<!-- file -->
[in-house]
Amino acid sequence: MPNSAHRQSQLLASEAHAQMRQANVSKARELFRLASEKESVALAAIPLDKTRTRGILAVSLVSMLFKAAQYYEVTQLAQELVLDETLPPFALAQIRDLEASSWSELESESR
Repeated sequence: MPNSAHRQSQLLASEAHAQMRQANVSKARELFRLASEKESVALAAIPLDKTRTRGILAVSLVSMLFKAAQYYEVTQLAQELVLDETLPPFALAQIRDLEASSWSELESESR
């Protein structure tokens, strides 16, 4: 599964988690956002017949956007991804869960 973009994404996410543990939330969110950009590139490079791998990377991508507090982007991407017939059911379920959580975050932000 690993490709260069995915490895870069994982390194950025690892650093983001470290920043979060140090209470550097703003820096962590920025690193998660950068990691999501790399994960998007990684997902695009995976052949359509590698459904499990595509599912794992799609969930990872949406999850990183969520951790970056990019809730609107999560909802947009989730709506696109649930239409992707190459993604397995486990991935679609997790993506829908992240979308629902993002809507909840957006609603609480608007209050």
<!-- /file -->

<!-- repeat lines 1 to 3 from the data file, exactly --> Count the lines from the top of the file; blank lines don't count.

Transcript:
[in-house]
Amino acid sequence: MPNSAHRQSQLLASEAHAQMRQANVSKARELFRLASEKESVALAAIPLDKTRTRGILAVSLVSMLFKAAQYYEVTQLAQELVLDETLPPFALAQIRDLEASSWSELESESR
Repeated sequence: MPNSAHRQSQLLASEAHAQMRQANVSKARELFRLASEKESVALAAIPLDKTRTRGILAVSLVSMLFKAAQYYEVTQLAQELVLDETLPPFALAQIRDLEASSWSELESESR